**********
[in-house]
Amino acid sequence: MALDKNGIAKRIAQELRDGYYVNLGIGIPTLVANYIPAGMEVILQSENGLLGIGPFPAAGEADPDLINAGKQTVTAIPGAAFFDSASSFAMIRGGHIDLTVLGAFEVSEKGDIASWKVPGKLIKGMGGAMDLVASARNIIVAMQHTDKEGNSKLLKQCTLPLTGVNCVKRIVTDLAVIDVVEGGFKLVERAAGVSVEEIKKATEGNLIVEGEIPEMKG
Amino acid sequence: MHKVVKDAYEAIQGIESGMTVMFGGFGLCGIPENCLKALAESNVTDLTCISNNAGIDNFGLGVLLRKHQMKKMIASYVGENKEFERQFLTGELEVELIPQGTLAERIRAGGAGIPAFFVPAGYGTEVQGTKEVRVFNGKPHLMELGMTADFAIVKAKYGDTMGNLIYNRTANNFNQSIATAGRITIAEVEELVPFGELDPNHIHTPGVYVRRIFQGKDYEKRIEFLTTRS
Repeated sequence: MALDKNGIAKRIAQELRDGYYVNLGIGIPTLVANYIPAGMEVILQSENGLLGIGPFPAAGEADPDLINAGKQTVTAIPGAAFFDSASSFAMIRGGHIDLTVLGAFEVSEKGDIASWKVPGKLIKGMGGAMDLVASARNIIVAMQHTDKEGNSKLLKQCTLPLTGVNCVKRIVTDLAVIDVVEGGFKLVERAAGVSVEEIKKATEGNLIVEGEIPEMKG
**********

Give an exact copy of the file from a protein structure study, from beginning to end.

[in-house]
Amino acid sequence: MALDKNGIAKRIAQELRDGYYVNLGIGIPTLVANYIPAGMEVILQSENGLLGIGPFPAAGEADPDLINAGKQTVTAIPGAAFFDSASSFAMIRGGHIDLTVLGAFEVSEKGDIASWKVPGKLIKGMGGAMDLVASARNIIVAMQHTDKEGNSKLLKQCTLPLTGVNCVKRIVTDLAVIDVVEGGFKLVERAAGVSVEEIKKATEGNLIVEGEIPEMKG
Amino acid sequence: MHKVVKDAYEAIQGIESGMTVMFGGFGLCGIPENCLKALAESNVTDLTCISNNAGIDNFGLGVLLRKHQMKKMIASYVGENKEFERQFLTGELEVELIPQGTLAERIRAGGAGIPAFFVPAGYGTEVQGTKEVRVFNGKPHLMELGMTADFAIVKAKYGDTMGNLIYNRTANNFNQSIATAGRITIAEVEELVPFGELDPNHIHTPGVYVRRIFQGKDYEKRIEFLTTRS
Repeated sequence: MALDKNGIAKRIAQELRDGYYVNLGIGIPTLVANYIPAGMEVILQSENGLLGIGPFPAAGEADPDLINAGKQTVTAIPGAAFFDSASSFAMIRGGHIDLTVLGAFEVSEKGDIASWKVPGKLIKGMGGAMDLVASARNIIVAMQHTDKEGNSKLLKQCTLPLTGVNCVKRIVTDLAVIDVVEGGFKLVERAAGVSVEEIKKATEGNLIVEGEIPEMKG